Beethoven V

Friday 25.10.2019 19.00 Season concert 5
Sold out Espoo Cultural Centre
Platinum 2020-2021 Silver 2020-2021
Friday 25.10.2019 19.00 Sold out Espoo Cultural Centre
Platinum 2020-2021 Silver 2020-2021

Klaus Mäkelä continues his Beethoven cycle, leading the audience from the unknown to the well known: the world premiere of Sauli Zinovjev’s Un Grande Sospiro is followed by the upbeat Harp Concerto of Glière, with the virtuoso Emmanuel Ceysson as soloist. The concluding number is by far the best known of Beethoven’s symphonies, Symphony no. 5, where ‘fate knocks at the door’. The evening begins with a presentation of the works on the programme and concludes with a selection of chamber music.

Emmanuel Ceyson signs his cd´s at the interval. 

The concert is sold out.



Pre-concert talk


Klaus Mäkelä introduces the concert in Tapiola Hall.

Sauli Zinovjev

Un Grande Sospiro, world premiere

Sauli Zinovjev came to the attention of the Finnish musical public in November 2014 when he won 3rd prize in the International Uuno Klami Composition Competition with his orchestral work Gryf (2013).
Since the success of Gryf, Zinovjev has added several well-received works to his catalogue. Orchestral works seem to be emerging as the core of his output, although chamber music works are also important.

The expressive scale in Zinovjev’s idiom extends from soaring melodies to intensive sound fields and powerful rhythmic pulsation; his works often have a strong emotional charge, almost Romantically tinted. Zinovjev has stressed the freedom of artistic creativity, saying that “there are no rules. Any musical event can be preceded and followed by anything at all.” At the same time, he is careful to point out that this does not imply musical anarchy but simply an aesthetic approach. “The composition will set its own boundaries.”

Un Grande Sospiro (2018) being premiered here was commissioned by the Tapiola Sinfonietta, the Kymi Sinfonietta and the Lausanne Chamber Orchestra and is dedicated to conductor Klaus Mäkelä.

Shortened from Kimmo Korhonen's work presentation
Translation: Jaakko Mäntyjärvi

Reinhold Glière

Harp Concerto in E flat Major, op. 74

Glière was born in Russia into a family of German descent. His output is extensive, including operas, ballets, three symphonies and other orchestral works, and numerous chamber music and piano works.

Glière’s Harp Concerto (1951) is typical for his style: traditional, Romantic and lovely, cast in the conventional three-movement concerto form. The opening movement centres on the soaring main subject introduced by the harp and the wistfully sentimental second subject reminiscent of Tchaikovsky and Rachmaninov. The development section leads into a harp cadenza, and the recapitulation begins with the second subject. The slow middle movement comprises a theme played by the harp unaccompanied, a set of six mainly lyrical variations and an extensive coda. The finale presents with a lucid and almost Classical-style lightness but also incorporates Russian national tones.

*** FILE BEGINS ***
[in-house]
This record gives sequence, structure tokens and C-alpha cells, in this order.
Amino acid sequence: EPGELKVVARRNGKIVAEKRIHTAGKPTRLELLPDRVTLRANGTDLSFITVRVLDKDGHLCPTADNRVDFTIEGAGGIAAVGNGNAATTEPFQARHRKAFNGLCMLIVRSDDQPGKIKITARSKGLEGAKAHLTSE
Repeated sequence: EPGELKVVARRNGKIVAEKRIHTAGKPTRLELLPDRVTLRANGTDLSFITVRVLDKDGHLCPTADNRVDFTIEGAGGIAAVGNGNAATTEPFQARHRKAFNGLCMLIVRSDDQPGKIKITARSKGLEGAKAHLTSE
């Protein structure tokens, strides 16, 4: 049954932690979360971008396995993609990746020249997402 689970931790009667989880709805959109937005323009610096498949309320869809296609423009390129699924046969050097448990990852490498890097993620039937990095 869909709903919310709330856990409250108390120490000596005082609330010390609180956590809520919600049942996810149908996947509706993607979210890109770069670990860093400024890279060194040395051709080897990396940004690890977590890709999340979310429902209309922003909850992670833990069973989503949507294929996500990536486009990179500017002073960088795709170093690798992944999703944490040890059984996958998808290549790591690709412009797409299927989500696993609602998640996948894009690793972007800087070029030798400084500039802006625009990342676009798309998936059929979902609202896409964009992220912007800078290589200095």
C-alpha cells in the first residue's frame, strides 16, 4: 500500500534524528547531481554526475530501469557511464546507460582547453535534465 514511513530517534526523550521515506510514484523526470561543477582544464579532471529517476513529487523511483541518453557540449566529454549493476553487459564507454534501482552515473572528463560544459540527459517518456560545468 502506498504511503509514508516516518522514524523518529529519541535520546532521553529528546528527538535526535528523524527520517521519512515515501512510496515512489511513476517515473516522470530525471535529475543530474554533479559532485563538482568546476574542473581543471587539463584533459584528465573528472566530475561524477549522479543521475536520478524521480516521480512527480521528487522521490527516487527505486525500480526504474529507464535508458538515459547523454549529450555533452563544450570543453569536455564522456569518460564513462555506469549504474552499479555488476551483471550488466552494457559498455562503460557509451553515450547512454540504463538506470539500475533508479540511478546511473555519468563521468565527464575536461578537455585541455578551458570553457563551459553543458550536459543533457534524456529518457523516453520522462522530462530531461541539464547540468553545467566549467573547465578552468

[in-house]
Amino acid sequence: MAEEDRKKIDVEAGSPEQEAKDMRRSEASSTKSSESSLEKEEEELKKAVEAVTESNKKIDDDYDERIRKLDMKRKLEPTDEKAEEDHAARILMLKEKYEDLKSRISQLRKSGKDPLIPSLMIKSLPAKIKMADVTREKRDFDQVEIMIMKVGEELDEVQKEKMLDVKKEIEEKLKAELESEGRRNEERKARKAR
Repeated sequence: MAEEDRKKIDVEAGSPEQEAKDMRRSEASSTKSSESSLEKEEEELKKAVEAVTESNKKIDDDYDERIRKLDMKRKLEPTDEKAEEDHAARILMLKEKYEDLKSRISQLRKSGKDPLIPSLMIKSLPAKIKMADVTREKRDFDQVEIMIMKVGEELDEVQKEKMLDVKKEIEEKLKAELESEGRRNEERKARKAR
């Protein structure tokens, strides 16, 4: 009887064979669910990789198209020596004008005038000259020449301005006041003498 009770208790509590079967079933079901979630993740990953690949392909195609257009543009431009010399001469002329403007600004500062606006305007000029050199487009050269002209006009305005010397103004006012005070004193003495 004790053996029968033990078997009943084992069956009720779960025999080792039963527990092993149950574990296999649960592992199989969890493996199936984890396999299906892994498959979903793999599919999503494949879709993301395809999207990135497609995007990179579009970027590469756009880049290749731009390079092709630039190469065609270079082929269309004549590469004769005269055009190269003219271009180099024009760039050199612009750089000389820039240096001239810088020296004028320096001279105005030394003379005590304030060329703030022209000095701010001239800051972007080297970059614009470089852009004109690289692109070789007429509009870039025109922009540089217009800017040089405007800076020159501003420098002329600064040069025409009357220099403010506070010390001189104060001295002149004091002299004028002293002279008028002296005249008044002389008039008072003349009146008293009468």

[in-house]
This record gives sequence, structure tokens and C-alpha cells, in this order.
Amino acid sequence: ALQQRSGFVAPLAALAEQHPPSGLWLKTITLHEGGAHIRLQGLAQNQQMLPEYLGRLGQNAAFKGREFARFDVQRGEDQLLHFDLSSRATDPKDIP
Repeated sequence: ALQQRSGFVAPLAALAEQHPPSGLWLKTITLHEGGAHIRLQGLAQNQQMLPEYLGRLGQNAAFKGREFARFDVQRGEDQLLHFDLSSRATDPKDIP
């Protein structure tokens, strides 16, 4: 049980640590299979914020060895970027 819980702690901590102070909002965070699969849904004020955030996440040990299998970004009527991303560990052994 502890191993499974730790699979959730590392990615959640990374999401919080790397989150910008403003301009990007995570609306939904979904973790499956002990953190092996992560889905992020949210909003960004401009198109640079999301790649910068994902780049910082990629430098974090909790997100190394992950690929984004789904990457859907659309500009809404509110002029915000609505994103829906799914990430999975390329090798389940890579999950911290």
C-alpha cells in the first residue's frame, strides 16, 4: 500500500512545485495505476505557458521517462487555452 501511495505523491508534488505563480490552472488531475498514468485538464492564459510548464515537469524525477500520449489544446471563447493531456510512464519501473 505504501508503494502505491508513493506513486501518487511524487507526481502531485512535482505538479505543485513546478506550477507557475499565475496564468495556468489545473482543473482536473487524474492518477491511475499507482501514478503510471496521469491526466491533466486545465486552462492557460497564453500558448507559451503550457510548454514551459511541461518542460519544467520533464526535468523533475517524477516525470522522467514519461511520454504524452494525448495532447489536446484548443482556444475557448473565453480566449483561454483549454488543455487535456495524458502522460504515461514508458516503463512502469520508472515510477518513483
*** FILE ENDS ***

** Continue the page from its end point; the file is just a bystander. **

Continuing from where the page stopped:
Shortened from Kimmo Korhonen's work presentation
Translation: Jaakko Mäntyjärvi

Ludwig van Beethoven

Symphony no. 5 in C minor op. 67

The Fifth Symphony was premiered at a gargantuan four-hour concert that Beethoven organised at the Theater an der Wien on Thursday 22 December 1808. This also included the public premieres of the Fourth Piano Concerto, the Pastoral Symphony and a number of other works.

In his Fifth Symphony, Beethoven established the template for a grand triumphant symphony. The work begins in a defiant C minor but is elevated to a radiant C major in the final movement. The role of the finale as the goal of the entire work is heightened by Beethoven’s addition of a piccolo, double bassoon and three trombones in this movement only. Although ending a minor-key work in a major key was not a new idea as such, here the device acquired real meaning: Fate is something against which we must struggle and over which we can triumph.

The first movement is fanatically dense and concentrated, dominated almost throughout by the brief opening motif. “It makes one fear the house is falling down,” said Goethe when the work being performed by the young Mendelssohn on the piano disrupted his bourgeois domestic peace. The opening motif also germinates the themes of the other movements; this is perhaps the least apparent in the slow movement, although the rhythmic shape remains recognisable.

The third movement is where one would expect to find a scherzo, but this one is a far cry from Beethoven’s usual essays in breakneck speed. The fugato in the Trio section is a burst of energy, but the end of the movement tapers into a mysterious, suspenseful transition that leads in a uniquely conceived way straight into the bold fortissimo opening chords of the finale. The close connection between the two last movements is reinforced by a reminder of the scherzo reappearing at the end of the development section, leading into the recapitulation of the finale. Beethoven takes the ending ritual to ecstatic heights, almost to excess but genuinely intoxicated with triumph.

Shortened from Kimmo Korhonen's work presentation
Translation: Jaakko Mäntyjärvi

aftenglow in tapiola hall


A discussion by conductor Klaus Mäkelä and composer Sauli Zinovjev.
Chamber music.

Free entrance.


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